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Annie Kevans 'All about Eve' (Fifty One Too)    Jan 12 - Apr 5, 2014

Berthe Morisot, The History of Art
Annie Kevans
Berthe Morisot, The History of Art, 2013
 
Diana Spencer in Pink, Ship of fools
Annie Kevans
Diana Spencer in Pink, Ship of fools, 2009
 
Gabrielle 'Coco' Chanel, Collaborators
Annie Kevans
Gabrielle 'Coco' Chanel, Collaborators, 2010
 
George Bush (boy) (3), Absolute Democracy
Annie Kevans
George Bush (boy) (3), Absolute Democracy, 2011
 
Magda Schneider, All about Eve
Annie Kevans
Magda Schneider, All about Eve, 2013
 
Pauline Starke, Wampas Baby Stars
Annie Kevans
Pauline Starke, Wampas Baby Stars, 2009
 
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All about Eve
Annie Kevans

Opening: Jan 12th 2014 from 2 until 6 pm
Show extended until : April 5th 2014

FIFTY ONE TOO will focus on the dialogue between all the different art media, induced by photography. As the main gallery FIFTY ONE already incorporated this dialogue since 2011, these exhibitions are conducted to emphasise the artistic gaze and will be in particular broaden up in the second gallery.
Nevertheless FIFTY ONE TOO will be officially opened with a solo show ‘All about Eve’ of the British painter Annie Kevans (b.1972). In general Kevans’ work consists of psychological portraits, which explore the boundaries of certain taboo’s and secret topics that are been ignored or kept hidden in world’s history. It is about revealing the ‘real’ truth: the duplicity between power and vulnerability, innocence and accomplishment, sincerity and reality. Her latest series ‘All about Eve’ deals with gaining power through sexual relationships as mistresses of head of states or leaders and disclosing the impressive authority of these women in the context of their descendants.

Kevans’ portraits are imaginative renders of individuals: the accuracy of their resemblance is irrelative. Her work is narrative and conceptual. A personal reflection by the spectator of what is in front of him, is fundamental.
The historical association one has about portraiture: the real existence of the depicted person and its resemblance, benefits her work to enhance the truism about her portraits. Her subjects are personages, mostly from the past and are frequently historical celebrities, who evoke a fictitious familiarity by the spectator at first sight. The most important feature in her portraits is the eyes: it is like the haunting gaze persists the spectator to read its secret. Kevans often represents her subjects as children. The ‘innocence of a child’ is a double standard she likes to explore in her work.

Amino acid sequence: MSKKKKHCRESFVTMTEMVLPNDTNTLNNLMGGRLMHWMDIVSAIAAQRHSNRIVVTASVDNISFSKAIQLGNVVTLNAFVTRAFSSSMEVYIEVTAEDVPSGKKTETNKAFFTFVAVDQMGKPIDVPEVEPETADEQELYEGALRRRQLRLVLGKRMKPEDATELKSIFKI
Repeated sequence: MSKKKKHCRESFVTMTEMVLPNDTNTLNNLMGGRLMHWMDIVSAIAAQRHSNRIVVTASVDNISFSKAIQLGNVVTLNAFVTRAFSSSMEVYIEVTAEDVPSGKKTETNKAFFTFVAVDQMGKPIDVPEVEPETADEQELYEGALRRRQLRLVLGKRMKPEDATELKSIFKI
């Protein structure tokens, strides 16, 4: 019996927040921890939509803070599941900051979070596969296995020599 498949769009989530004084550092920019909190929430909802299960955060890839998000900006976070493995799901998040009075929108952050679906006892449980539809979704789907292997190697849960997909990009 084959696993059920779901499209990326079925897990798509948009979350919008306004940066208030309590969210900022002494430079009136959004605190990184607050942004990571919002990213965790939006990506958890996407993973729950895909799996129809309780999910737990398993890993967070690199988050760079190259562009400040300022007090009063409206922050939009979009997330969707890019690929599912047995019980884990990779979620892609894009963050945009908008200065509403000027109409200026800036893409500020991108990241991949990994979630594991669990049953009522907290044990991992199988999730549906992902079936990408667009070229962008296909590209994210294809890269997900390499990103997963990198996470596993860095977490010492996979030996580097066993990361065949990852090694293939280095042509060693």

Her illusive work is magnified by her technique: oil painting on paper. The light strokes of oil paint create translucent images. Her paintings are impressions of her subjects rather than complete accurate portraits. They feel like watercolors or drawings. The transparency of her work gives her the opportunity to capture the tangles her portraits are embedded with.
During her studies at the Central Saint Martins College of Art and Design in London, she experimented with different artistic media, but finally turned to paper (with a canvas structure). Although paper as an artistic medium has a less solid character than canvas, yet it is less formal: it is commonly used and most of us are familiar with it. The immediacy to create on paper has a substantial ‘rawness’: every mark of a brush or pencil distinguishes the ‘hand’ of the artist. It captures the artistic identity at a specific moment in time.
In this way Kevans’ technique is essential to reveal the significance of her portraits.

Ever since Charles Saatchi, the famous art collector, bought in 2004 Kevans’ entire BA degree show ‘Boys’, which consists of 30 sepia toned child portraits of historical tyrants like Adolf Hiltler, Pol Pot and Franco, her work has been noticed everywhere. Just this past summer, in 2013 and nine years after her graduation, the complete series ‘Boys’ was included in the group show ‘Paper’ at Saatchi Gallery in London; a show conducted to emphasise the importance of paper as an artistic medium.
Nowadays the Boys series are enclosed in the group show ‘Politricks’ in the Beursschouwburg in Brussels.
Still in Belgium, several portraits of her series Collaborators are inserted in the ‘War & Trauma’ show at the Museum Dr. Guislain in Ghent. One of them is a portrait of a young Gabriele ‘Coco’ Chanel: world famous for her distinctive fashion design, but hardly known as a Nazi collaborator during World War II.
Kevans also had shows in Europe and abroad: New York, Vienna, Germany, and Italy to name a few.

Her work can be found in major collections including the Pallant House Gallery, the David Roberts Collection, 21c Museum, the Saatchi Collection and the collections of Lord Rothermere, Stephen Fry, Marc Quinn, Adam Sender, Beth Rudin de Woody and John McEnroe.
In 2006 she was the finalist of the Jerwood Drawing Prize and in 2007 of the Women of the Future awards.

Annie Kevans has the ability to question and unravel unsettling themes by her melancholic, dreamlike portraits. Her work is a result of research and (rarely) existing images, but primarily of bold imagination.
‘All about Eve’ shows portraits of ‘important’ mistresses of kings and leaders from the past, which reveal the connection of today’s notable descendants such as Diana Spencer, Sarah Ferguson and Camilla Parker Bowles.

For this occasion gallery FIFTY ONE TOO is honoured with the attendance of the artist herself at the opening.

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